In Warhammer 40,000 history, the Thunderhawk Gunship is one of the Adeptus Astartes’ best ways to provide Space Marine transport and fire support. In the tabletop world, the all-metal models from 1997 (large enough to hold a kill team) are one of the rarest miniatures, normally priced between $ 2,000 and $ 10,000. YouTuber Warhammer Emil “Squidmar” Nyström just set a new record, selling one he assembled and painted for $ 35,000 USD / £ 25,600 on eBay.
One of only 500 made, Nystrom began tracing the history of the mini Thunderhawk in February, when he acquired one from a man in Sweden who never took it out of the box to assemble it. . Nystrom even got in touch with the original creator of the model, who says he was given the task as a sort of test for future work with Games Workshop.
“I had never done a miniature in my life before. It was my first time making a metal model,” said the designer, referred to only as “Tim”. Tim had only six months to design and cast the model for GW’s annual convention, finding time in the evenings after his day job to progress.
The set, including a fancy wooden chest with Aquila markings and certificate of ownership, weighs 22 lbs. Even for Nystrom, who made his career working with Warhammer 40,000 miniatures, the instructions for the all-metal model are very complicated.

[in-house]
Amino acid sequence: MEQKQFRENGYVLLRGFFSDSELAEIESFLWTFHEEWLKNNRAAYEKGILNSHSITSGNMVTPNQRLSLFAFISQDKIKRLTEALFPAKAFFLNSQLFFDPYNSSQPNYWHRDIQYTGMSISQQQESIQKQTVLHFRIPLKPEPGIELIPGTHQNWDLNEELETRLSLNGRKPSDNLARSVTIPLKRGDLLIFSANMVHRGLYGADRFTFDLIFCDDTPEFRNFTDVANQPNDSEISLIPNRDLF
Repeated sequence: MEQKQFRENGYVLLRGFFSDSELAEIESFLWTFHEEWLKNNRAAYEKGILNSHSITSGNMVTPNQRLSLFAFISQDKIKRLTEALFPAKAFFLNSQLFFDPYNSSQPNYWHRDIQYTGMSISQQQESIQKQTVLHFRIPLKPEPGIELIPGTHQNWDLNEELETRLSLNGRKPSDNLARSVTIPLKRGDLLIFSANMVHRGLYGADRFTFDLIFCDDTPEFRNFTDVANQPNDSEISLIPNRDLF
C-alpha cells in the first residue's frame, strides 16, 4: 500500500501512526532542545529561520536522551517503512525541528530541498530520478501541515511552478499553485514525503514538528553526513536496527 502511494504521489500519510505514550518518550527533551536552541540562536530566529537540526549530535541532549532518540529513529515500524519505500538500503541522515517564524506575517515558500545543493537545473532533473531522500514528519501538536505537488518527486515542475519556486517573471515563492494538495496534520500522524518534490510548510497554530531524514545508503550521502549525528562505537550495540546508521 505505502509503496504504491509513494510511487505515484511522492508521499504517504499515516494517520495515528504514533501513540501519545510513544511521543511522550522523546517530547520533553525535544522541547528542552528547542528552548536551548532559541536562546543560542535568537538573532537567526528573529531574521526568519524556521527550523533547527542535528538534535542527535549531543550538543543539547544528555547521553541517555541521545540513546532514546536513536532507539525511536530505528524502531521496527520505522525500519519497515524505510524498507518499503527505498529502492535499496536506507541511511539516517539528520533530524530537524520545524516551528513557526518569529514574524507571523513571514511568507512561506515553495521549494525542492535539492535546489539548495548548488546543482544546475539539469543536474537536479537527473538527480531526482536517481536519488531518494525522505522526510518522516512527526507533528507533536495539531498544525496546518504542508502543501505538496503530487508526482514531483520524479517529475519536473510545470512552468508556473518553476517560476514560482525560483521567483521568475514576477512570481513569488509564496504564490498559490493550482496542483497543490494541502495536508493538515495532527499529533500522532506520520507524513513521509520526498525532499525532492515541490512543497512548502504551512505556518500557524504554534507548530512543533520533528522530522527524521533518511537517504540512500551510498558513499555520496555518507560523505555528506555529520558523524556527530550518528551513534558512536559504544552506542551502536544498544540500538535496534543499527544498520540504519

In the 90s, the Thunderhawk cost generously (even by Warhammer standards) $ 650, or $ 1,050 after adjusting for inflation. They were made before lighter, cheaper plastic became the norm for Games Workshop models. The result is 204 pieces of metal, many of which individually weigh as much as an entire modern Warhammer kit box. To add insult to injury, the contact points on the model are totally flat (basically where one piece is supposed to be glued to another), making it a difficult assembly even for seasoned vets.
Who is the lucky buyer? The owners of a hobby store in Melbourne, Australia named The House of War.
“We thought we were buying a piece of history,” said store co-owner Riordone Treylourne, who actually bought not one, but two additional Thunderhawk miniatures that they plan to assemble and display in their store. store.
“When we come out of lockdown, this will really be something to share with the community,” Treylourne said. “Particularly in Australia. We’re a bit lost when it comes to games. One of our goals is to raise awareness of the gaming community in Australia.”
As someone who had to help a friend lug around several cases full of Space Marines, I can understand why Nystrom spent an additional $ 500 to get a custom case and foam padding to transport the model across international waters. Nystrom said the case could drop a maximum of 300 meters without damaging the model inside.
If you don’t have $ 35,000 for beefy space brothers, try your hand at Games Workshop’s relatively new subscription service Where buy the plastic version of the Thunderhawk for around $ 770. You can also fill your shelves with the best Warhammer 40,000 books, or fill your Steam library with the best Warhammer 40,000 video games.